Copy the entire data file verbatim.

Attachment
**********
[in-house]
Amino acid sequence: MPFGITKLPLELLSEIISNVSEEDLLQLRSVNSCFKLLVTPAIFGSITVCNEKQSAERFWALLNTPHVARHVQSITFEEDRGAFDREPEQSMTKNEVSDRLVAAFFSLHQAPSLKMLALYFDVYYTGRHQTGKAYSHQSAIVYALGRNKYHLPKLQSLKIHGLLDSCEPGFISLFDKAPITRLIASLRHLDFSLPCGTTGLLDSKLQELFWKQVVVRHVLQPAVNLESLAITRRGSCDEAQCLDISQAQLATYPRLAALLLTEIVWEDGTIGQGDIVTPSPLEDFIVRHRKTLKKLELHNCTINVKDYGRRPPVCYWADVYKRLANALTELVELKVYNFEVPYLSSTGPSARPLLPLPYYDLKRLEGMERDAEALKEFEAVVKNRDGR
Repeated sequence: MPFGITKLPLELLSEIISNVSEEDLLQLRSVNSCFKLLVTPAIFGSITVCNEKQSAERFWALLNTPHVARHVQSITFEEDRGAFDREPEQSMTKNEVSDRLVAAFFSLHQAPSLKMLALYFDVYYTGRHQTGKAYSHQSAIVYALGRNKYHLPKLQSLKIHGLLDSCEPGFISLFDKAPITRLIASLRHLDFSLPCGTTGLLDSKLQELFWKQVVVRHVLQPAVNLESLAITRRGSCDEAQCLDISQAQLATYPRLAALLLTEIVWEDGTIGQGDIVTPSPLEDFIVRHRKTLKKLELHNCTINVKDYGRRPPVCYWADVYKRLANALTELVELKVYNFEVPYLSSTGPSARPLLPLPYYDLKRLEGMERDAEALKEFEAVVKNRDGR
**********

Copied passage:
[in-house]
Amino acid sequence: MPFGITKLPLELLSEIISNVSEEDLLQLRSVNSCFKLLVTPAIFGSITVCNEKQSAERFWALLNTPHVARHVQSITFEEDRGAFDREPEQSMTKNEVSDRLVAAFFSLHQAPSLKMLALYFDVYYTGRHQTGKAYSHQSAIVYALGRNKYHLPKLQSLKIHGLLDSCEPGFISLFDKAPITRLIASLRHLDFSLPCGTTGLLDSKLQELFWKQVVVRHVLQPAVNLESLAITRRGSCDEAQCLDISQAQLATYPRLAALLLTEIVWEDGTIGQGDIVTPSPLEDFIVRHRKTLKKLELHNCTINVKDYGRRPPVCYWADVYKRLANALTELVELKVYNFEVPYLSSTGPSARPLLPLPYYDLKRLEGMERDAEALKEFEAVVKNRDGR
Repeated sequence: MPFGITKLPLELLSEIISNVSEEDLLQLRSVNSCFKLLVTPAIFGSITVCNEKQSAERFWALLNTPHVARHVQSITFEEDRGAFDREPEQSMTKNEVSDRLVAAFFSLHQAPSLKMLALYFDVYYTGRHQTGKAYSHQSAIVYALGRNKYHLPKLQSLKIHGLLDSCEPGFISLFDKAPITRLIASLRHLDFSLPCGTTGLLDSKLQELFWKQVVVRHVLQPAVNLESLAITRRGSCDEAQCLDISQAQLATYPRLAALLLTEIVWEDGTIGQGDIVTPSPLEDFIVRHRKTLKKLELHNCTINVKDYGRRPPVCYWADVYKRLANALTELVELKVYNFEVPYLSSTGPSARPLLPLPYYDLKRLEGMERDAEALKEFEAVVKNRDGR